Family wise Isaiah is such a joy to us. We speak to him in Czech (Miro) and English (Christy). Although he has yet to say any words, he obviously understands both languages. He’s a great walker, he has 10 teeth, and knows various sign language vocabulary, especially “I want” and then pointing at what he wants. Last week our downstairs neighbour called Isaiah a little cricket. At first I thought this was a note of affection, until I realized that he was emphasizing how a small creature can make so much noise! Oops – we put down a rug onto our ceramic floor kitchen to soften his cricket sounds. Isaiah also loves us chasing him as we say, “I’m going to get you”; his giggles are magical. It’s cute how he will pull out a book and bring it to you, asking that you spend time with him. And this last week he has finally learned how to wave goodbye, now to everybody he sees. Yesterday Christy said, when he is in his stroller, he looks like the Queen in her chariot, as he waves to one and all. And hair-wise, we’re taking him for his first ever haircut (which is bound to be an ordeal in Czech or English), the result being that he will lose his precious curls!
We’ve all had colds the last 8 weeks, with Isaiah visiting his first Czech doctor and us trying to navigate how to get over-the-counter drugs (why can’t you get Fisherman’s Friends here?) at the local pharmacy.
And finally, because our Sunday church experience is entirely in Czech, we supplement our English spiritual lives with a dose of Willowcreek sermons and our biweekly English bible study.
As many of you know, we had substantial visa preparations last fall and then all the hoops of superlegalization and applications once we got here. As I think back over the details I am struck with how some of the very things that were hindrances/road blocks at the time have actually made it possible for us to stay here. For example, normally you’d want to get your visa approval before you left the country. But we didn’t find out that the application was denied until after we got here. In hindsight, if we had found out that the application was denied while we were still in Canada, that is, after we had rented out our house and were jobless and living in one of our parents homes (in NS or ON), we might have just had to decide to not go at all, because waiting for 4-8 months for another application response while living in a parents basement without an income would have been unthinkable. Another example – when we were making our second application, we discovered that we had to wait at least 2 weeks before we could even submit the application. But because of that delay, I was given the chance of applying for my Czech citizenship and consequently Christy could apply for a temporary residence permit, which has in the end meant a possible open door for longer-term ministry in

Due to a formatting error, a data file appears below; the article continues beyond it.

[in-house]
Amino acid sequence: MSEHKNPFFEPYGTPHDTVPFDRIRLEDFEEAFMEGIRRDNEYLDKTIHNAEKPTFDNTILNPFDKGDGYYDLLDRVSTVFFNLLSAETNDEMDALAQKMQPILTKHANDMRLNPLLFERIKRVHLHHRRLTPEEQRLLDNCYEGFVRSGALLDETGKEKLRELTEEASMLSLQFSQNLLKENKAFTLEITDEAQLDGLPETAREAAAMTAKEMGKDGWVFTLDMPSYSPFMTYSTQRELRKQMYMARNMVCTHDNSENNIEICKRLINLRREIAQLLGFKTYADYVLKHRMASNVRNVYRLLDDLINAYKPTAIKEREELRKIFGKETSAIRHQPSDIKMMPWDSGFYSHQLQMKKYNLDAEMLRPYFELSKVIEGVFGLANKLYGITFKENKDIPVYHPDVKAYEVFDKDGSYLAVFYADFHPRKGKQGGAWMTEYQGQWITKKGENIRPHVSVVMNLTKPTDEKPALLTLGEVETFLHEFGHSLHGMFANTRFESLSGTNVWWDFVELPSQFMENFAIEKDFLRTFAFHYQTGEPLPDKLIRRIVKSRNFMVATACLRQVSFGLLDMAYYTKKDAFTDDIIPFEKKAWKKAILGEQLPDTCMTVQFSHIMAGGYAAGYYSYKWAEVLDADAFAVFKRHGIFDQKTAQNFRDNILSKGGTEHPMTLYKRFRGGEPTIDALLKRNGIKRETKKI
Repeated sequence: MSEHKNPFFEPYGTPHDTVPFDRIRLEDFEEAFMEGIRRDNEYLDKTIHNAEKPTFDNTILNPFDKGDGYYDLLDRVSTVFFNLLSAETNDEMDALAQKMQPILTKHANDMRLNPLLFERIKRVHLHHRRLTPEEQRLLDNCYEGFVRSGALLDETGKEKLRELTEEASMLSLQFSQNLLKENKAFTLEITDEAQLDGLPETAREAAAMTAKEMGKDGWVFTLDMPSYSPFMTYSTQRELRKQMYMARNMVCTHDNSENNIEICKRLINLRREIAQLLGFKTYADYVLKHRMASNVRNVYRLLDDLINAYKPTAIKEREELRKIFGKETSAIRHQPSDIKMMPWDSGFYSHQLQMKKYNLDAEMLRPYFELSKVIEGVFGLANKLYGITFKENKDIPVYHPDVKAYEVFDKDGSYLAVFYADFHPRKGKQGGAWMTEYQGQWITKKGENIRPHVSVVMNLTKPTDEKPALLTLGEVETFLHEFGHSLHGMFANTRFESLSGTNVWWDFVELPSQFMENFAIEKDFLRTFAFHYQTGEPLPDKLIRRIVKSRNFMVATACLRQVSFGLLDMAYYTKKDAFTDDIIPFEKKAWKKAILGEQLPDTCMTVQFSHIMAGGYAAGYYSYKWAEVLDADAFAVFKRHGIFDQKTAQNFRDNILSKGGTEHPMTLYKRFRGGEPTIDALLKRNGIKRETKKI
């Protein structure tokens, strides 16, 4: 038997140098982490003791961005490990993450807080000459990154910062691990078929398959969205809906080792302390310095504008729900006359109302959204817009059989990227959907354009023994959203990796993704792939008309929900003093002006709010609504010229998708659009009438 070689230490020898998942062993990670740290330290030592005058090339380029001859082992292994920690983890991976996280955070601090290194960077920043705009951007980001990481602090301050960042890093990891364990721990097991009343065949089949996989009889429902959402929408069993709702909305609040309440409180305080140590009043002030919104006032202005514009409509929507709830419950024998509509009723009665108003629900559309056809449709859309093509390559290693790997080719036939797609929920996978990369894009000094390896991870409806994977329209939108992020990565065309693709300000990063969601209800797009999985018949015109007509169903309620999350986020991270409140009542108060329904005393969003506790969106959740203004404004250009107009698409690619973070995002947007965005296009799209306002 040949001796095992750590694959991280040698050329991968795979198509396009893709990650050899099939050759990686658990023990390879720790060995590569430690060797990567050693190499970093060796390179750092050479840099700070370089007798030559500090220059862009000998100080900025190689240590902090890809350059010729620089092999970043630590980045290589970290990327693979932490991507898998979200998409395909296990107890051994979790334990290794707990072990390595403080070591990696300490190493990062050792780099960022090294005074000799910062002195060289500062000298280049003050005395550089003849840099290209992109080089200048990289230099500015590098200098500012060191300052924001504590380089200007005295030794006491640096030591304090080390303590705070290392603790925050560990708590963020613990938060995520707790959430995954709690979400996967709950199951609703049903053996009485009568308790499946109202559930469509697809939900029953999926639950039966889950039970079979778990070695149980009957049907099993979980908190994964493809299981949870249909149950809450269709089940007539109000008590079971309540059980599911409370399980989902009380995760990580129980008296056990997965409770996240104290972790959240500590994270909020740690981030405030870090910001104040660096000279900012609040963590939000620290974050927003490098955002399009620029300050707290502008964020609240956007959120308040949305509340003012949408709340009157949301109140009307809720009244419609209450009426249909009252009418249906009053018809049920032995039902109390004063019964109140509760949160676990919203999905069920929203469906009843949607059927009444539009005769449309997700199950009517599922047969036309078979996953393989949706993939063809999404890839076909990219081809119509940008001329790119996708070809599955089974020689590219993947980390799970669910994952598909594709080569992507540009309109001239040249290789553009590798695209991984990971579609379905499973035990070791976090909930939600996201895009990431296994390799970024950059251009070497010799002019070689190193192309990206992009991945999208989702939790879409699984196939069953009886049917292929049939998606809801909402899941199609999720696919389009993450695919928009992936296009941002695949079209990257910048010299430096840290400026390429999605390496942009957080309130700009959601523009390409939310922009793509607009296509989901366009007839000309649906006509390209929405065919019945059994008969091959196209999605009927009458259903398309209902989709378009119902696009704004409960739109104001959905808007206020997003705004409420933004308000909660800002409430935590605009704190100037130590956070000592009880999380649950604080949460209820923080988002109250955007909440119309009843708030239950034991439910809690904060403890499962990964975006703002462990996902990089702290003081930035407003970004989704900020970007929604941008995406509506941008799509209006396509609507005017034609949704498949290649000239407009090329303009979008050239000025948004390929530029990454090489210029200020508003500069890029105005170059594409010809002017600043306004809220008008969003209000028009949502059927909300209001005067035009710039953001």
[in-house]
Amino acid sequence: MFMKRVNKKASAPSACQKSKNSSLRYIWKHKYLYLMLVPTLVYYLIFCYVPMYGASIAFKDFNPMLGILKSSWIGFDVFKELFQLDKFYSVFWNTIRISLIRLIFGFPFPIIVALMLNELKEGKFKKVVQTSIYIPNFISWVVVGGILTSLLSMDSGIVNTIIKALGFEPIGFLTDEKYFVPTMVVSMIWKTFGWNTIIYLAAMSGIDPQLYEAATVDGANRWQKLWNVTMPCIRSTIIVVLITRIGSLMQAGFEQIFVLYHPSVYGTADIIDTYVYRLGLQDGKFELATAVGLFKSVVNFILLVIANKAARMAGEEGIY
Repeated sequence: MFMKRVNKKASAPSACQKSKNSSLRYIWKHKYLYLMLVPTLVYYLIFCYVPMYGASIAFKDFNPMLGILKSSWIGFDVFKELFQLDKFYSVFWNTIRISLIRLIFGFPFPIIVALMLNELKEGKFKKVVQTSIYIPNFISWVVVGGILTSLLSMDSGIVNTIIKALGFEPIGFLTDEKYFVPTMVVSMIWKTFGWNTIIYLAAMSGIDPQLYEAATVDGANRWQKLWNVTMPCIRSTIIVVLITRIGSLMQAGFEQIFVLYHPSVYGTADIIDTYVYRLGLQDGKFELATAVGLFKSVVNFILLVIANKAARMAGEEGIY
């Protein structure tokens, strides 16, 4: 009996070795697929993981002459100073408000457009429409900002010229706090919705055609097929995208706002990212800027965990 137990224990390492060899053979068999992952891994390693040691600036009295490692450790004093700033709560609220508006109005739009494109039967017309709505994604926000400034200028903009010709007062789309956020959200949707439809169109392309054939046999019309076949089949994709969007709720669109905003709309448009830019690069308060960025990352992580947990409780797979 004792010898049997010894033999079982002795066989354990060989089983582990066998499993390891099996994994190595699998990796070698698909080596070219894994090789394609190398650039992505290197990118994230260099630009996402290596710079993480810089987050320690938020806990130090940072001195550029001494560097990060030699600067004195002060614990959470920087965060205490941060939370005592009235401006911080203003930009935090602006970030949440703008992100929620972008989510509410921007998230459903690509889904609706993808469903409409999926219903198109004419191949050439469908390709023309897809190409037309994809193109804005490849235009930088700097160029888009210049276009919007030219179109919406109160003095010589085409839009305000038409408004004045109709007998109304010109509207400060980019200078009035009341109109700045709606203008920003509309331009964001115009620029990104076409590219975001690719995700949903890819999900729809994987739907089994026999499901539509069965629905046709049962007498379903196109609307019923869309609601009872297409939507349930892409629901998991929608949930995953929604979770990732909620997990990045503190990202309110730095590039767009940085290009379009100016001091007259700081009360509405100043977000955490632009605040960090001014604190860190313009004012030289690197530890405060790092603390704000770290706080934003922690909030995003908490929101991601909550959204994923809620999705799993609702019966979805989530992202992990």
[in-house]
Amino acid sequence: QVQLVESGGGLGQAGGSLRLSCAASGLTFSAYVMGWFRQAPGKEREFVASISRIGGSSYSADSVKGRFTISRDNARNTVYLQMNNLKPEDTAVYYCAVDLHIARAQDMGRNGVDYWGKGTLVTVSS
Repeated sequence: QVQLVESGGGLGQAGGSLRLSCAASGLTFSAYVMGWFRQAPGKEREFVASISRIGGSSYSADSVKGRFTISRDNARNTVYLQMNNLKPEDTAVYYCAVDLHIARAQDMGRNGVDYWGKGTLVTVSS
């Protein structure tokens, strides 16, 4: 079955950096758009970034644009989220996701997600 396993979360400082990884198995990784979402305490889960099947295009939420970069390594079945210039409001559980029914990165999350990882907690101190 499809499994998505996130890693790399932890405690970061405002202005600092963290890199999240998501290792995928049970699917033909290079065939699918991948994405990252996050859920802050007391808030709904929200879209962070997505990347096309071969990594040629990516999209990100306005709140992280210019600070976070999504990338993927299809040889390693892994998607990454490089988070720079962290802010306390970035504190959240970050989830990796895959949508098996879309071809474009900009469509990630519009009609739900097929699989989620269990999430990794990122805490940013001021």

At the end of the day, I take this all as God’s providence and timing. It also makes me more hesitant to necessarily call ‘bad’ or ‘not God’s will’ those things that don’t work out for me. Rather, I think that God can take ‘bad’ situations or circumstances (maybe I could even say that in some cases God created those situations?) and turn them into good.
Things to thank God for
- that our fundraising needs have been met, and with excess!
- that we have our stay until Dec.10th confirmed
- that friendships and doors are slowly opening
- for the English Bible group, for the challenge and encouragement that we’ve received
- for Isaiah’s development and growth, despite the changes in culture and place
- for Christy’s considerable language growth in the last month
Things to ask God for
- Miro will end each of his classes with each student receiving a New Testament and a brief account of his faith journey. Then we will have our last class in a coffee shop to connect. Pray that God would open doors for conversations and that Miro would have boldness to speak and wisdom to speak well.
- some of the people who we are reaching out to, Duc, Hana and Patrik, Ivanka, Kveta and her family, that their hearts would be stirred with curiosity and longing.
- for Isaiah in his language acquisition, since his little brain is trying to process two very different languages.
final words - We miss connecting with you all. Thanks especially to SBC for your monthly prayer updates, we feel like we are in your midst. We pray that each of you reading this may enjoy some of the richness of grace that God is pouring out even this moment.
PS.Sorry about this update being so late and so long. To be more realistic with our time, we will give our updates bimonthly (end of July, Sept., Nov. and Jan.). To stay connected, read Christy’s blog updates (with pictures too) at www.rakersons.blogspot.com.